Michael Johnson Associate Editor
June 1, 2005

However, the car was still not in the 11s, so he wasn't happy with the times or the mph. "I told my wife and son the car would go faster with a little more TLC," Mike says. "We called Ed Curtis (From Flowtech Induction) and told him I wanted to go faster, but on pump gas," Mike adds. To which Ed responded, "OK, but you guys are driving me crazy." Ed had already helped Paul go fast with his '95 GT convertible, and now he had to deal with two Rivas calling him on the phone. "I think he likes us," Mike says (Hey, that's between you guys).

Anyway, Ed was eager to help so Mike sent his Holley SysteMAX II heads and intake to Flowtech Induction for improved breathing capabilities. "Ed also made me one of those 'special' cams of his," Mike says. Oh yeah, we've heard of those "special" Ed Curtis cams. However, Mike just didn't want all this stuff back on his stock short-block so he summoned Keith Penatzer to balance and assemble a new short-block using SRP pistons with the stock crankshaft and rods.

Since Mike was serious about getting to the 11s, he changed out the 3.73 gears for 4.30s, added a TTC-Tremec TKO transmission, a Steeda Tri-Ax shifter, and Superior 31-spline axles. At this point, it was time for a custom tune, so Mike took the GT over to Kauffman Motorsports for a custom tune-up using an Autologic performance chip. "Dave Kauffman always has a trick up his sleeve," Mike says, "and if the car has it in it, he'll get it out for you."

At this time, Mike also put the car on a low-carb diet to get some weight off. That sounds like the perfect excuse to add Bogart wheels at every corner, and Mike selected D-10s all the way around with 165R15s up front and kept the E/T Streets out back.

The work paid off, but not as much as Mike had hoped for-the next trip to the track was a 12.0 at 115 mph and a 12.1 at 112 mph. "This was great, but it wasn't 11s," Mike says. Paul recommended more weight loss, so the two removed the fog lights and the front sway bar. Ed Curtis was again summoned for advice, and he thought the car could probably use a hotter-than-stock ignition. "We installed an MSD 6AL ignition, a Screamin' Demon coil, and FRPP spark plug wires. Mike also returned to Kauffman for a tweak on the tune.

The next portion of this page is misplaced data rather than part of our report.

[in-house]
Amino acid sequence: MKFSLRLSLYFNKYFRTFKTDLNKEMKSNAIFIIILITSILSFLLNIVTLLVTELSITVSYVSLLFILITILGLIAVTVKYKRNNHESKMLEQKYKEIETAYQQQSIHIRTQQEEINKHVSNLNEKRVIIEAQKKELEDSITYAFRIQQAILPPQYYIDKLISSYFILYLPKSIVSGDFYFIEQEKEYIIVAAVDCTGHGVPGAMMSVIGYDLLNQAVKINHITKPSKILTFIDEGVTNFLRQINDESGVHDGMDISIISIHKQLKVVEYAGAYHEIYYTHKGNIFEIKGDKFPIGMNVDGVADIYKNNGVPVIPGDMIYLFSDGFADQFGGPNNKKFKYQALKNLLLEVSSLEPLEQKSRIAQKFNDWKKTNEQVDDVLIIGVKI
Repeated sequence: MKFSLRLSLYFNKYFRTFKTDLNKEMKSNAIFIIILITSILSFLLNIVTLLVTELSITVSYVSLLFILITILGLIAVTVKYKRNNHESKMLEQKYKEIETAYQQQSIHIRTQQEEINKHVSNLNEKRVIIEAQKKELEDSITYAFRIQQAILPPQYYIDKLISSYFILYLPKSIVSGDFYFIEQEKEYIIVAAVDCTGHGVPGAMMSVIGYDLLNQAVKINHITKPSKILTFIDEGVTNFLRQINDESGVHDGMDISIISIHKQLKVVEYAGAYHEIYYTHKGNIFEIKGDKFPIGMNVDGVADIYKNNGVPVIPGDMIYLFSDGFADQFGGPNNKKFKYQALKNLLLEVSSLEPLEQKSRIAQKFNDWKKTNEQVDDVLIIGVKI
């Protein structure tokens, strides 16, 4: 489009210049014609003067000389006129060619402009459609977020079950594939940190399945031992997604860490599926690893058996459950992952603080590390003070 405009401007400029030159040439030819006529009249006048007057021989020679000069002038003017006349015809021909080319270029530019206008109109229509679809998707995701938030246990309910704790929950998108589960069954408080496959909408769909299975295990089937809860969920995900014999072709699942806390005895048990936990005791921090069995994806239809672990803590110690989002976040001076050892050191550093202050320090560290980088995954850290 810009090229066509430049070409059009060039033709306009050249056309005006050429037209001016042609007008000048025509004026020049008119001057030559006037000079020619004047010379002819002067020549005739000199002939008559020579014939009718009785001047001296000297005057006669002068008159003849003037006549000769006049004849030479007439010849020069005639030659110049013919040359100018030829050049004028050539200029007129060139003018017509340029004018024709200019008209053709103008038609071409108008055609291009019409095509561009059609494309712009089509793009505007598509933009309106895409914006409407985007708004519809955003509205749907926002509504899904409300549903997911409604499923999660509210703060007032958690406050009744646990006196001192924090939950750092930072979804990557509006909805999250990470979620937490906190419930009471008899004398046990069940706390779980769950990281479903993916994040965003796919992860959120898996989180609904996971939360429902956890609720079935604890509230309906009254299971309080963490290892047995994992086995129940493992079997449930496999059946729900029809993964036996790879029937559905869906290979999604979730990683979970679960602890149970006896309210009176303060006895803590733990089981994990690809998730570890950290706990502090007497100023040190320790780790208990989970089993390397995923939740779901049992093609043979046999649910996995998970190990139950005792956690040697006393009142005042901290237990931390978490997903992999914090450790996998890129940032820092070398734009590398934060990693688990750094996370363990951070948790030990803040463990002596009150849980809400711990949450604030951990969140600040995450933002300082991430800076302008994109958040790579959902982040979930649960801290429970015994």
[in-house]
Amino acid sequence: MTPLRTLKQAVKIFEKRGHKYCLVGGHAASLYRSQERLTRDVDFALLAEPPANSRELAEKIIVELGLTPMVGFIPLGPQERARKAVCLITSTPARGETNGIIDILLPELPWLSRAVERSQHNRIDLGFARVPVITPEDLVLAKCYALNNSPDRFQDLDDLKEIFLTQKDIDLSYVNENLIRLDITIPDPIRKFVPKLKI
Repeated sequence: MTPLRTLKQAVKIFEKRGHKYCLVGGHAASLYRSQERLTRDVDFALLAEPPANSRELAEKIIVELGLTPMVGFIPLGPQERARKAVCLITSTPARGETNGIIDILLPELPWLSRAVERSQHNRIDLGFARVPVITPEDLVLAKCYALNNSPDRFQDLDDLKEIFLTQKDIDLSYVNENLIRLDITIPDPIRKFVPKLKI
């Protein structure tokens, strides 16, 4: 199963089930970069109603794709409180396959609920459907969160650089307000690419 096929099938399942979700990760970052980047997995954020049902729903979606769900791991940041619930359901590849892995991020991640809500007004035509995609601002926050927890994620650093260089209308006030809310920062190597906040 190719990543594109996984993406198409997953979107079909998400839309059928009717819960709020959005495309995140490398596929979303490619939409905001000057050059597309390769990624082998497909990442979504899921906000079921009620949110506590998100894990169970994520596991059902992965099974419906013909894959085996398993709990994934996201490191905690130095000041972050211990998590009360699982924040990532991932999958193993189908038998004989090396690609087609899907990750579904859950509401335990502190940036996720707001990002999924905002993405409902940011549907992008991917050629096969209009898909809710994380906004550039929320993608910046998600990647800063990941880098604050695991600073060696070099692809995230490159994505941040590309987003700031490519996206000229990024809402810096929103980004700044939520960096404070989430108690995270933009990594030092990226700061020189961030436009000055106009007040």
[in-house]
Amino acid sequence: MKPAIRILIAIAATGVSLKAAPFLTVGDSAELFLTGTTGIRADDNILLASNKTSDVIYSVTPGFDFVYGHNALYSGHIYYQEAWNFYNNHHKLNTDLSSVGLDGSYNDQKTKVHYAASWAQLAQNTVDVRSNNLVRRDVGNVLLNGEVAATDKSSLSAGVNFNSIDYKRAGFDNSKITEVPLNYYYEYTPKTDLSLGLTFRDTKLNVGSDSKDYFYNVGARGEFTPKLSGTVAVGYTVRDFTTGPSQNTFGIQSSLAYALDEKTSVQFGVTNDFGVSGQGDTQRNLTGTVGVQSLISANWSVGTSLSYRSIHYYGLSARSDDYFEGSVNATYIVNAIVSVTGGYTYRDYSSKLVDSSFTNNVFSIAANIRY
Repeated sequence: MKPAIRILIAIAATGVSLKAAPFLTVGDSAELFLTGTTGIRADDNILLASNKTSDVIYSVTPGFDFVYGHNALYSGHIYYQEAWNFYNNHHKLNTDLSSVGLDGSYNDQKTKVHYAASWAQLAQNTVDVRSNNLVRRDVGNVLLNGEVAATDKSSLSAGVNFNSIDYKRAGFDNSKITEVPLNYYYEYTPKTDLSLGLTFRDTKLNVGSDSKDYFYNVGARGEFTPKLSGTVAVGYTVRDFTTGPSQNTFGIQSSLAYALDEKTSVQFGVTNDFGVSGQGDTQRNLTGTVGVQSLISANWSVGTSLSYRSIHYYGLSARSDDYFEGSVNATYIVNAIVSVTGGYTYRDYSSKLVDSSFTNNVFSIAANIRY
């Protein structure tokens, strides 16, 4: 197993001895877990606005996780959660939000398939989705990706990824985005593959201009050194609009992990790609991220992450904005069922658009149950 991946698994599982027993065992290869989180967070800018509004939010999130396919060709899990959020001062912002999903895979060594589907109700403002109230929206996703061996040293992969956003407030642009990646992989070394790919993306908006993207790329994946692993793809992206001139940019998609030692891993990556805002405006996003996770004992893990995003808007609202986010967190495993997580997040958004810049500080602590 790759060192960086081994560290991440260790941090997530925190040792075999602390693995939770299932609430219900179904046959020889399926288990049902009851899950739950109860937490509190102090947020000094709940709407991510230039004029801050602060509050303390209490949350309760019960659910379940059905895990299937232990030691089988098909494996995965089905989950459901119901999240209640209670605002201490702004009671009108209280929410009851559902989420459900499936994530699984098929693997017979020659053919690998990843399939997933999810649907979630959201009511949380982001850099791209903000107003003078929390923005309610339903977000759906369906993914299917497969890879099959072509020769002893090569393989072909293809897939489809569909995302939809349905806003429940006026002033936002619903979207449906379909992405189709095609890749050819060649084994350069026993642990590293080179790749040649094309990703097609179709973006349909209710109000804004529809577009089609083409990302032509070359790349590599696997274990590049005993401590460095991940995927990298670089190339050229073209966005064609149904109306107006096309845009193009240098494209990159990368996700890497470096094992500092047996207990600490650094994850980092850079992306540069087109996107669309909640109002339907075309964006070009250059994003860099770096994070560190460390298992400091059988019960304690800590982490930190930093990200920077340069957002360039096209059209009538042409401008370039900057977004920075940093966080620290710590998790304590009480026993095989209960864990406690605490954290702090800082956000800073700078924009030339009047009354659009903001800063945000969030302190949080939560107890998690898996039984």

The next trip to the Cecil County Raceway left him with consecutive 12.1s at 114 mph. Frustrated, Paul said to let the car cool down, so he iced the intake and took a break. With the car cooled down Mike was ready to go. "I told my wife it was time to stop chasing this 11-second ghost and take her into the 11s," Mike says. He even asked for a little divine intervention, and when the lights came down, Mike and the Mustang were off. At Cecil County, the scoreboard tells you your incrementals as you're going down the track so Mike knew his 0.725 reaction time was really slow. However, he also saw the 1.68 60ft time, and the 90 mph eighth-mile speed. "At this point I knew it felt like a good run, but I didn't know if it was good enough for the 11s," Mike says.

As it turns out, Paul came down the track right after his dad. Mike knew something was up when Paul was flashing his lights, blowing his horn, and giving him the thumbs-up sign. "At first, I thought he was crazy," Mike says. That's been our thought all along (sorry Paul). However, then Mike noticed a lady wearing a green shirt jumping up and down, waving her arms in the air. "It was my wife, and I thought she was crazy, too," Mike says (we're not touching that one). "Then I got my timeslip and couldn't believe my eyes," Mike says. The slip read 11.95 at 115 mph, it finally happened. "The ghost I chased for two years was 'Stang busted," Mike adds.